Thursday, December 18, 2008

BEN : Three weeks in a psych ward . . . .

Three weeks in a psych ward sounds like paradise to the inner prison that I have lived in most of the last ten years.
      I look for answers only to find more questions. I look for relief only to find more struggle. And in the midst of this I try to tend to the details of being a good man, husband, and father.
      The faith tradition in which I was groomed to lead no longer fit. The people whom I had called my people no longer felt like my people. The organization whose label I proudly displayed and defended was consumed with anger and doubt.
      I felt on the outside, marginalized. I no longer shared the same vocabulary, no longer was moved deeply through the rituals and rites commonly practiced. And even worse was the fact that now that I'd discarded the script. I didn't know what my next line was or even when to enter or exit the stage. The director became invisible and seemingly disappeared.
      I wanted to throw everything away. I wanted to become the antithesis of what I knew to be true.
      For the first time, in the silence, sitting in front of that candle, I separated myself from my tradition. And I realized that I was naked, without a sense of meaning and without a way to articulate the pain and agony of separation and fear of being alone.
      I realized in that moment that nothing of my story was my own. It was filled with the perceptions and insight of the voices of my past. But those voices were silenced by the thousand miles that stood between me and the place where I grew up. And like the early morning before the sun has shone its face, the sound of nothing left me deaf.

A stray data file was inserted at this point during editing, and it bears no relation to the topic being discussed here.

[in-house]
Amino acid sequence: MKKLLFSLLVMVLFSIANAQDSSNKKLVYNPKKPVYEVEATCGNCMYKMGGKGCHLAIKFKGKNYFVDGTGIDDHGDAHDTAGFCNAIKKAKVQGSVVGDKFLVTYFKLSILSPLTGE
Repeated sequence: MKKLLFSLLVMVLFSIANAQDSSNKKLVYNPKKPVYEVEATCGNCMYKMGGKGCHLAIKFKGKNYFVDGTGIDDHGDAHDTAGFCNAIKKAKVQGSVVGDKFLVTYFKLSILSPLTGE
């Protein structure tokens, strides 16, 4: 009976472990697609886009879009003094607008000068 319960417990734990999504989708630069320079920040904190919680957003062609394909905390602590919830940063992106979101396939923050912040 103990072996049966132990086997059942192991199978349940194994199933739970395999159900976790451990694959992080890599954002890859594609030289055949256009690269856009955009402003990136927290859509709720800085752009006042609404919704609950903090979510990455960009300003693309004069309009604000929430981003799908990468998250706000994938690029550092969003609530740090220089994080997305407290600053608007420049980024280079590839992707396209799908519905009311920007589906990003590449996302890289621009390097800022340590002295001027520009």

And I didn't know what to do. Just as quick, the thunderstorm of moral obligation filled my mind with a sense of urgency to redefine, reword and rewrite everything. But this new script is not as easily written. For each letter is etched not in the philosophy of someone else but born in the work of life--in my doings.
      From that day forward I have lived with a great sense of doubt. Wondering how close I am to getting it right and how close am I to getting it wrong. And dreading the thought of never knowing the answer.
      I often ponder what it must be like to go through life with no awareness of this other dimension of existence, with no need to orchestrate a symphony of meaning and purpose.
      Each time I sat before the candle and in the midst of the continued silence, the storm raged inside. Looking for relief, I found none. I found no sense of moving toward anything. More often than not I felt as if I was moving away. I'd lost my sense of direction. Maybe this is why Israel walked in circles for 40 years with the Promised Land so close by?
      So, three weeks in a psych ward doesn't sound so bad. At least it had an address.